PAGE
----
- Geometry Topology Seminar
- Monday, December 12, 2022 - 14:00 for 1 hour (actually 50 minutes)
- Skiles 006
- Giuseppe Martone – Yale
This talk is based on joint work with Sara Maloni, Filippo Mazzoli and Tengren Zhang.
We introduce a decomposition of a 4-manifold called a multisection, which is a mild generalization of a trisection. We show that these correspond to loops in the pants complex and provide an equivalence between closed smooth 4-manifolds and loops in the pants complex up to certain moves. In another direction, we will consider multisections with boundary and show that these can be made compatible with a Weinstein structure, so that any Weinstein 4-manifold can be presented as a collection of curves on a surface.
In this talk, I will talk about the (geometric) intersection number between closed geodesics on finite volume hyperbolic surfaces. Specifically, I will discuss the optimum upper bound on the intersection number in terms of the product of hyperbolic lengths. I also talk about the equidistribution of the intersection points between closed geodesics.
Given a Legendrian knot L in a contact 3 manifold, one can associate a so-called LOSS invariant to L which lives in the knot Floer homology group. We proved that the LOSS invariant is natural under the positive contact surgery. In this talk I will review some background and definition, try to get the ideal of the proof and talk about the application which is about distinguishing Legendrian and Transverse knot.
Let M be the 3-manifold obtained by r-surgery on the right handed trefoil knot. Classification of contact structures on such manifolds have been mostly understood for r \geq 1 and r=0. Etnyre-Min-Tosun has an upcoming work on the classification of the tight contact structures for all r. The fillability of contact structures on M is mostly understood if r is not between 0 and 1/2. In this talk, we will discuss the fillability of the contact structures M for 0
We study reducible surgeries on knots in S^3, developing thickness bounds for L-space knots that admit reducible surgeries and lower bounds on the slice genus of general knots that admit reducible surgeries. The L-space knot thickness bounds allow us to finish off the verification of the Cabling Conjecture for thin knots. Our techniques involve the d-invariants and mapping cone formula from Heegaard Floer homology. This is joint work with Holt Bodish.
We will introduce an analogue of big mapping class groups as defined by Algom-Kfir and Bestvina which hopes to answer the question: What is “Big Out(Fn)”? This group will consist of proper homotopy classes of proper homotopy equivalences of locally finite, infinite graphs. We will then discuss some classification theorems related to the coarse geometry of these groups. This is joint work with Hannah Hoganson and Sanghoon Kwak.
How good of an invariant is the Jones polynomial? The question is closely tied to studying braid group representations since the Jones polynomial can be defined as a (normalized) trace of a braid group representation.
In this talk, I will present my work developing a new theory to precisely characterize the entries of classical braid group representations, which leads to a generic faithfulness result for the Burau representation of B_4 (the faithfulness is a longstanding question since the 1930s). In forthcoming work, I use this theory to furthermore explicitly characterize the Jones polynomial of all 3-braid closures and generic 4-braid closures. I will also describe my work which uses the class numbers of quadratic number fields to show that the Jones polynomial detects the unknot for 3-braid links - this work also answers (in a strong form) a question of Vaughan Jones.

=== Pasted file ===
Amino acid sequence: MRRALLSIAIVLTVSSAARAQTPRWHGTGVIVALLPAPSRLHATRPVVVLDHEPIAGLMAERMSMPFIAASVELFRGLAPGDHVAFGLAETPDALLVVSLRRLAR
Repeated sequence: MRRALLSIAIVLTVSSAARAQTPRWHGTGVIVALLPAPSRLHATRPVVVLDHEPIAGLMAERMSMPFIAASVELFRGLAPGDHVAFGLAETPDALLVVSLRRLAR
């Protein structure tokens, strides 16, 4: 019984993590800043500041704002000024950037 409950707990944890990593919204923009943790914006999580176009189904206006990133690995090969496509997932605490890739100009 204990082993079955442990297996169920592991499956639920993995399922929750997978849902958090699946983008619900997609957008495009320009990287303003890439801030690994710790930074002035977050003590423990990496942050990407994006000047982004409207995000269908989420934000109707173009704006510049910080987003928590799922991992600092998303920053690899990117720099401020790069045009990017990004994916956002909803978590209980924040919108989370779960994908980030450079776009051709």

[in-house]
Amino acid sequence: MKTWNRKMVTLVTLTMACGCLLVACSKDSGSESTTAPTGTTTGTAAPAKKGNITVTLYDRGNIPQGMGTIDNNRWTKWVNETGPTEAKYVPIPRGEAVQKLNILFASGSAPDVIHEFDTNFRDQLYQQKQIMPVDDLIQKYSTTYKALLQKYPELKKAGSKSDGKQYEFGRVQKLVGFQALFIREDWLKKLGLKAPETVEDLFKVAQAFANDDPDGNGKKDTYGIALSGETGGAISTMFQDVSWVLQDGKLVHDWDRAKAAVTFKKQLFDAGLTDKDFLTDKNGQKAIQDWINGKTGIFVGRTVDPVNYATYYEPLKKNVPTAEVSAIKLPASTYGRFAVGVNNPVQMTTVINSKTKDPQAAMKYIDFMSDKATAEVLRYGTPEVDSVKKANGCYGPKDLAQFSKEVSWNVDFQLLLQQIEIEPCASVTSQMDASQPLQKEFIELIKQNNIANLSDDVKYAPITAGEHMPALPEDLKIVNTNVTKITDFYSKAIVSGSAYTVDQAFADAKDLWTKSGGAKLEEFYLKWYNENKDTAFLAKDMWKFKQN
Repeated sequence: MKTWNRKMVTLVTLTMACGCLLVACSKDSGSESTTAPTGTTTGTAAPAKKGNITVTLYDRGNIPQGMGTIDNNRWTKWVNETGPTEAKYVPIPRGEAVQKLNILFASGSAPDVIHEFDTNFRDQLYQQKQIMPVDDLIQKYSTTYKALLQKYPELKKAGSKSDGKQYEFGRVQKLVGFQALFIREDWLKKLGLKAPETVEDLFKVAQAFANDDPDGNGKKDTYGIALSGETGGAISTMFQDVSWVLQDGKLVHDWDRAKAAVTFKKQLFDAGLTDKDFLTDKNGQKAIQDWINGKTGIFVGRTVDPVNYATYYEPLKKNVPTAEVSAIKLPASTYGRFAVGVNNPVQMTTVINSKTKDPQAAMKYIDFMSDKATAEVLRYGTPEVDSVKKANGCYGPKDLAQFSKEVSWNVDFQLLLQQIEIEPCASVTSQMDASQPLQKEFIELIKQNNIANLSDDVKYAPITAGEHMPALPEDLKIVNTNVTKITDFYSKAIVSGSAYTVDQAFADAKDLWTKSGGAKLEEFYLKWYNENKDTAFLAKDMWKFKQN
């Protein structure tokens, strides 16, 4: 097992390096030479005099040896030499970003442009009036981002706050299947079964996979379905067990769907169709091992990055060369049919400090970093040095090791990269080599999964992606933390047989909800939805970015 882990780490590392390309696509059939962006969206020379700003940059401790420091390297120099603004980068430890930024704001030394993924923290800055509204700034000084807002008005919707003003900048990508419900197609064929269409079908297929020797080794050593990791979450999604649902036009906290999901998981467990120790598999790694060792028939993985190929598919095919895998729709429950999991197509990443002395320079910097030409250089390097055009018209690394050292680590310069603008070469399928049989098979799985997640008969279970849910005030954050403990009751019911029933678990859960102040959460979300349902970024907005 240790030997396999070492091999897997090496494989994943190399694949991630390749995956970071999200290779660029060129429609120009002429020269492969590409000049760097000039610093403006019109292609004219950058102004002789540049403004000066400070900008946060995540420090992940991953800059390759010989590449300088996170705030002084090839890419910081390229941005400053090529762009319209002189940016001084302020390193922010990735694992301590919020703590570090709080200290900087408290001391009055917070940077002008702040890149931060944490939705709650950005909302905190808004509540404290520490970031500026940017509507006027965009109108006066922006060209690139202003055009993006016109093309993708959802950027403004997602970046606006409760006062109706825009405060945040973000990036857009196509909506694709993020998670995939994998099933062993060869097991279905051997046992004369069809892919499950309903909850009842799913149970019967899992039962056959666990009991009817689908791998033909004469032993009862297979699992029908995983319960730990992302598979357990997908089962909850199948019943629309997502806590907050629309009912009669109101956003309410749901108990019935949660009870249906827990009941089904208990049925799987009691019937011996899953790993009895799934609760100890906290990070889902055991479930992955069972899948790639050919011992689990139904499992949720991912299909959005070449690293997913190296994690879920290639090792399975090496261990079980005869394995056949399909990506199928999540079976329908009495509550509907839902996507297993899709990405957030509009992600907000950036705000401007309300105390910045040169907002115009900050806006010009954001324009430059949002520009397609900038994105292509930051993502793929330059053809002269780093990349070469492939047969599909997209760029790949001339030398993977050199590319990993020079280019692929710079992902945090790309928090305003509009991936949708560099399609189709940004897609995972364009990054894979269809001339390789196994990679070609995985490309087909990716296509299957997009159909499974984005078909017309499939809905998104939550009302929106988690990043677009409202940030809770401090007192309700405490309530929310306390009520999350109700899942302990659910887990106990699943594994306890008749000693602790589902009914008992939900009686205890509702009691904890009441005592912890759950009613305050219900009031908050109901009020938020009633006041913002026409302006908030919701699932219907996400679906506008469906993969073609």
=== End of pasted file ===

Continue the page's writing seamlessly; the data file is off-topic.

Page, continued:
I will discuss all of the relevant background from scratch and illustrate my techniques through simple examples.
I'll talk about some 2D billiards, the most visual class of dynamical systems, where orbits (rays) move along straight lines within a billiard table with elastic reflections off the boundary. Elliptic flowers are built “around" convex polygons, and the boundary of corresponding billiard tables consists of the arcs of ellipses. It will be explained why some classes of such elliptic flowers demonstrate a never expected before dynamics, and why it raises a variety of (seemingly new) questions in geometry (particularly in 3D), in bifurcation theory (particularly about singularities of wave fronts and creation of wave trains), in statistical mechanics, quantum chaos, and perhaps some more. The talk will be concluded by showing a free movie. Everything (including various definitions of ellipses) will be explained/reminded.
Please Note: Joint Topology Seminar @ GaTech
There exist many different diagrammatic descriptions of 4-manifolds, with the usual claim that "such and such a diagram uniquely determines a smooth 4-manifold up to diffeomorphism". This raises higher order questions: Up to what diffeomorphism? If the same diagram is used to produce two different 4-manifolds, is there a diffeomorphism between them uniquely determined up to isotopy? Are such isotopies uniquely determined up to isotopies of isotopies? Such questions become important if one hopes to use "diagrams" to study spaces of diffeomorphisms between manifolds. One way to achieve these higher order versions of uniqueness is to ask that a diagram uniquely determine a contractible space of 4-manifolds (i.e. a 4-manifold bundle over a contractible space). I will explain why some standard types of diagrams do not do this and give at least one type of diagram that does do this.